Modern bird of prey.
As you might be aware, Aaron Colton loves dirt bikes. He grew up riding and fixing them, and we’ve shown you a few of his restoration videos from time to time here, as well. More than that, though, he just loves bikes. In this video, we get to see him take on a street project for a change of pace.
Colton recently got his hands on a Honda Hawk GT 650 (RC 31, if you’re nasty). It was someone else’s neglected project bike, and already had a CBR front end conversion. You get to see him pick it up from the seller, who told him a bit about what he’d planned to do with it and how he got sidetracked. Cash exchanged hands, and pretty soon Colton was hauling it back home in his van.
If it’s someone else’s project, it’s also someone else’s problems. Now, there are plenty of worse situations you could be in than what you’ll see in this video. However, some brilliant person decided to use whatever random American hardware sort of fit, instead of bothering with sourcing the correct metric bolts. As a result, Colton said, the whole thing was probably going to need to spend some quality time with a tap and die set. Nice work, previous owner!
Then there’s the not-so-great matter of the extremely rusty fuel tank. While it didn’t turn out to be rusted all the way through, a quick look inside with a camera showed it was pretty disgusting on the inside. So, of course, Colton had to clean that up before he could do anything with it.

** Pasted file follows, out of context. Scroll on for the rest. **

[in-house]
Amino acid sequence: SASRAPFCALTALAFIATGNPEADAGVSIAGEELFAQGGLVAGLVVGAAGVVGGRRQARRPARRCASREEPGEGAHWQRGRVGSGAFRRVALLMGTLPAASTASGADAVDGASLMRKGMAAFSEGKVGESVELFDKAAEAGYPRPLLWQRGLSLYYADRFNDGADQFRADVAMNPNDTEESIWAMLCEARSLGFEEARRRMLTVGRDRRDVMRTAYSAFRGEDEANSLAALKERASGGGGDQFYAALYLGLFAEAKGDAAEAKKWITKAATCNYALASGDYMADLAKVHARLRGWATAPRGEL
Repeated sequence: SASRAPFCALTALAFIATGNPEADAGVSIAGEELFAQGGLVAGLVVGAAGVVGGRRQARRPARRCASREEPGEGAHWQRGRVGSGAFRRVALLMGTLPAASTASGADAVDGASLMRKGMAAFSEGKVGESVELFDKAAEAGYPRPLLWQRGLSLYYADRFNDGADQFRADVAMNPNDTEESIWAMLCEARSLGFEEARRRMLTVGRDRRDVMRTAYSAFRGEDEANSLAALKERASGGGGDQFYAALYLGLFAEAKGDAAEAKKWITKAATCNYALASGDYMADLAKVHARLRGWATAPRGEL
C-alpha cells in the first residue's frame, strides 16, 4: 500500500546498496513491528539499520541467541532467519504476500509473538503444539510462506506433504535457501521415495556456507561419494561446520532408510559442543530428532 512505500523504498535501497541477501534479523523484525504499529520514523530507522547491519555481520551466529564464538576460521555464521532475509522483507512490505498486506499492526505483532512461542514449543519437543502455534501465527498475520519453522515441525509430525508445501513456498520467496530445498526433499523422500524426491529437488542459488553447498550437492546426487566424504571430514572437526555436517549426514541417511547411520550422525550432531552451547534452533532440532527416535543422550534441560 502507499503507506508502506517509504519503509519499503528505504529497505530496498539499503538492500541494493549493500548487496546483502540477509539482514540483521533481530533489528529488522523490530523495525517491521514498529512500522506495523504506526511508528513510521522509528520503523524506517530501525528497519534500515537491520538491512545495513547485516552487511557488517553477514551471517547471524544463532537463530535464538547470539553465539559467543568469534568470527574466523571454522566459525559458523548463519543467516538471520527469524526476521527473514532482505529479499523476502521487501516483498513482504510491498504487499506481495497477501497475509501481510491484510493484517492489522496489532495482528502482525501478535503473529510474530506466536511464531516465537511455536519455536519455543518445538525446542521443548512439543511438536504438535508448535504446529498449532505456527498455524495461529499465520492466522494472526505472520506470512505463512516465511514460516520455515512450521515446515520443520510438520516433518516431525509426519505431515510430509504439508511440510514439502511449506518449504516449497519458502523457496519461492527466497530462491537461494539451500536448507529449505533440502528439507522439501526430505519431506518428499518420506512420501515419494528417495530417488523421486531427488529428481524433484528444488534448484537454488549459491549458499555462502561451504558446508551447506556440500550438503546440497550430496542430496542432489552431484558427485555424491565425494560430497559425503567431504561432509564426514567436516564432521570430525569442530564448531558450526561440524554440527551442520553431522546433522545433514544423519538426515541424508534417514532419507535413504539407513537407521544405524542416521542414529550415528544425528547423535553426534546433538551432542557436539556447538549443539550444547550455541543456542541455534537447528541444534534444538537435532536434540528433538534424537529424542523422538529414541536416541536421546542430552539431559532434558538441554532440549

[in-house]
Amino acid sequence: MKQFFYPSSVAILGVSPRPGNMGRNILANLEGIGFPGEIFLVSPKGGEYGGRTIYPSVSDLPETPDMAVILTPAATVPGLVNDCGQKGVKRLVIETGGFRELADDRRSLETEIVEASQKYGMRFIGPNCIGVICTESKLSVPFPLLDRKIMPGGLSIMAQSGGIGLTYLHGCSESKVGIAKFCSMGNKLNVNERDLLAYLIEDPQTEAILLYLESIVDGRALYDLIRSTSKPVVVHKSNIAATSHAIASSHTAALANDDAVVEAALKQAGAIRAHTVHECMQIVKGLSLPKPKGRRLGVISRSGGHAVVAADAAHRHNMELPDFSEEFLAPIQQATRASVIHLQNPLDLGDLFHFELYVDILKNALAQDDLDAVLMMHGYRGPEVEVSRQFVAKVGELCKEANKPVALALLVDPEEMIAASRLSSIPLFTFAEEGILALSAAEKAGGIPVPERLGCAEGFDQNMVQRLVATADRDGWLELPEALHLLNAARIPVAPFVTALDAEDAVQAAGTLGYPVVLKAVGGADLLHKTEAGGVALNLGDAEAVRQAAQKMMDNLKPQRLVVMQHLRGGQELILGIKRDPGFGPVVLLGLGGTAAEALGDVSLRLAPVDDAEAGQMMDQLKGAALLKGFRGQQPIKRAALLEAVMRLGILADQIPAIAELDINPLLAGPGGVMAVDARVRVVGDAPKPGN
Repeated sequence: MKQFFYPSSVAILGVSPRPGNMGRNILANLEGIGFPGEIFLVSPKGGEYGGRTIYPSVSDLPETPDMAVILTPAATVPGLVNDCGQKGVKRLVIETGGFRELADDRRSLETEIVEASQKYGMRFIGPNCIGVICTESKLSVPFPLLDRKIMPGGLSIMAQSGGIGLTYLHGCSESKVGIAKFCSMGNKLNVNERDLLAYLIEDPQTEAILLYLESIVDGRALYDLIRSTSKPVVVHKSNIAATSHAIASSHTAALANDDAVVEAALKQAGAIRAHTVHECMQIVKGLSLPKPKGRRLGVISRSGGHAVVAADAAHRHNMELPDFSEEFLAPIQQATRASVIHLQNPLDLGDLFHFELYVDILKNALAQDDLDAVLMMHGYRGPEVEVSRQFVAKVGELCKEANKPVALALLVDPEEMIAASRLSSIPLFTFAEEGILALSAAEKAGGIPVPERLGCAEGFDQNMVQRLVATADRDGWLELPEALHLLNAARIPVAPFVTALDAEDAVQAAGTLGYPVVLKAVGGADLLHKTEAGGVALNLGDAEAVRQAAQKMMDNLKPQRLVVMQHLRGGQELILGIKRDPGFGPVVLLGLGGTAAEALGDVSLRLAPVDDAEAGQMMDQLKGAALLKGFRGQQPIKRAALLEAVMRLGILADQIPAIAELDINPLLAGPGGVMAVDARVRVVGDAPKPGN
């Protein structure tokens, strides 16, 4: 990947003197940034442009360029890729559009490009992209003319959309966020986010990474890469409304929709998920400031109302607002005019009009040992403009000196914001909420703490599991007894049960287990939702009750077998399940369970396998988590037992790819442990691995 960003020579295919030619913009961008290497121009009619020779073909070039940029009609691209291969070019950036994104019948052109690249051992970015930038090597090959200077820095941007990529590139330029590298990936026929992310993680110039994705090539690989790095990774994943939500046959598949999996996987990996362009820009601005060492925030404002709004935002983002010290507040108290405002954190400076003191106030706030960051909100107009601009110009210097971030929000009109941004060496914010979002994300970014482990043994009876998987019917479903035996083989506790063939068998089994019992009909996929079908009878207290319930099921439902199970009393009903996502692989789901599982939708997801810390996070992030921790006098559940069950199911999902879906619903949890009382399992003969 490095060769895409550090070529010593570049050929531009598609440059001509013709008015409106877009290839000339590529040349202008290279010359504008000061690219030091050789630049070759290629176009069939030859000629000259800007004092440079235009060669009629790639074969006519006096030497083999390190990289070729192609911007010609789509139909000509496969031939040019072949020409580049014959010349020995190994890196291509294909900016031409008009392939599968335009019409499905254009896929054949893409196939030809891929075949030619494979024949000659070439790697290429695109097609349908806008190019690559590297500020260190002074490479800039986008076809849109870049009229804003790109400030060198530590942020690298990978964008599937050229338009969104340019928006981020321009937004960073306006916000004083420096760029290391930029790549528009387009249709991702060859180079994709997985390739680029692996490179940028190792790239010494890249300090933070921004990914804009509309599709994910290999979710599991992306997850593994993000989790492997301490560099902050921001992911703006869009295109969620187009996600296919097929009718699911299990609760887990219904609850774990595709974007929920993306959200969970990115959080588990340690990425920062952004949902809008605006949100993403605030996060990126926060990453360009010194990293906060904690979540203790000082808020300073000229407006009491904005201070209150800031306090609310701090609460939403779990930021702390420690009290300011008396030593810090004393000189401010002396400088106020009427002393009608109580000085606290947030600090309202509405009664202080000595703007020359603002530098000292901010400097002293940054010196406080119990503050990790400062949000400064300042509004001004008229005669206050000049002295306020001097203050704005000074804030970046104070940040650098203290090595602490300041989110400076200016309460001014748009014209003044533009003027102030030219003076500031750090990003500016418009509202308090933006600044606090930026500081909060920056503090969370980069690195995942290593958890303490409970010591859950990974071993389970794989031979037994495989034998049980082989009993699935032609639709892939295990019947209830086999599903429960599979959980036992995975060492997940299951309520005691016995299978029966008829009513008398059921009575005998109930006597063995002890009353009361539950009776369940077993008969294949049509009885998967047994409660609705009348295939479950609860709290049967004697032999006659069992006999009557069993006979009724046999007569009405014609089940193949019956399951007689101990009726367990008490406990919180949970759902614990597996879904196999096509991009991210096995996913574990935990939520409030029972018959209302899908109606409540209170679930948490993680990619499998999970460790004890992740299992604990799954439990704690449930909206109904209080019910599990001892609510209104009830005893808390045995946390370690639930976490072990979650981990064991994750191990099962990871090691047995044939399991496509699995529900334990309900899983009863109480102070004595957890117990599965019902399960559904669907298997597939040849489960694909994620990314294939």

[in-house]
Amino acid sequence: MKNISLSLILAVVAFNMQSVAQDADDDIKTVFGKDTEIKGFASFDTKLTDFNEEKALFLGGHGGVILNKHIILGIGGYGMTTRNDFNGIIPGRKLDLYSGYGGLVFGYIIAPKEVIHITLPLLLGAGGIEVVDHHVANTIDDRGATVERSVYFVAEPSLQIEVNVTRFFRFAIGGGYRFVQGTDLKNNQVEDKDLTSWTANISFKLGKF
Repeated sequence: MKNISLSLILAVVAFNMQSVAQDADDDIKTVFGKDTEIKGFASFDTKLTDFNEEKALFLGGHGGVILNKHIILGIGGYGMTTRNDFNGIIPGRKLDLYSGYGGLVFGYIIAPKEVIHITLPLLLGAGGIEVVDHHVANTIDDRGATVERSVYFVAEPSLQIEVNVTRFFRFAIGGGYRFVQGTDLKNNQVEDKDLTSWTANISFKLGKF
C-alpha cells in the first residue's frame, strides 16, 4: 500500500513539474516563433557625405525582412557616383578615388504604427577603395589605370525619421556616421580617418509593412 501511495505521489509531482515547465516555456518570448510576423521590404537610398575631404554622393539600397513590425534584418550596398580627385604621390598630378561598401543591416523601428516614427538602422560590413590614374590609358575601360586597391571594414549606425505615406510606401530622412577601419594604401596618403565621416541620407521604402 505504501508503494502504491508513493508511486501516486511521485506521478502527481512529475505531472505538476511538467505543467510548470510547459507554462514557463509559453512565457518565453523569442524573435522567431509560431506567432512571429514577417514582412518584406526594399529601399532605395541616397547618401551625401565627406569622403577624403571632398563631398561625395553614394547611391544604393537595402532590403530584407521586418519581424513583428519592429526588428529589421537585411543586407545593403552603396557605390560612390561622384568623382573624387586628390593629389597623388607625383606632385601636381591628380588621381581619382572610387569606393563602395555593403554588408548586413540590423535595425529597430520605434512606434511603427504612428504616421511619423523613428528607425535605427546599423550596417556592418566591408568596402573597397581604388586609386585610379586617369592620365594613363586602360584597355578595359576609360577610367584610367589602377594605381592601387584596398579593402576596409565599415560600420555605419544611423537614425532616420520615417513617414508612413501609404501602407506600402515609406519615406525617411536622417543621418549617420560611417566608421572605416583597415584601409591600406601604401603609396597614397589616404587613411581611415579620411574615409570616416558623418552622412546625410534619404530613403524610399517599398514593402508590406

That’s where you get to see something really cool, though. Sure, the guy has sponsors, and a show on the Red Bull Motorsports YouTube channel. Yet he’s still doing low-budget, effective stuff in his home garage, like the old vinegar-and-chain trick to get all that rust out. It’s honestly nice to see. I was also heartily amused by the makeshift oven he crafted to Cerakote and bake the frame—complete with food-safe meat thermometer for temperature monitoring. Nice.
Doing a black oxide treatment on all the hardware was a nice touch, too. He also cleaned up but didn’t really make any changes to the engine. Later, he cleaned up the carbs, stuck some pod filters on them to help them breathe a little better, and that was effectively that.
At the end, you get to watch him tear up the Malibu canyons on his new creation. This Honda Hawk restomod took just over three weeks to complete, for as nice a little canyon carver as you could want. Are you hitting your local bike classifieds up yet in another tab?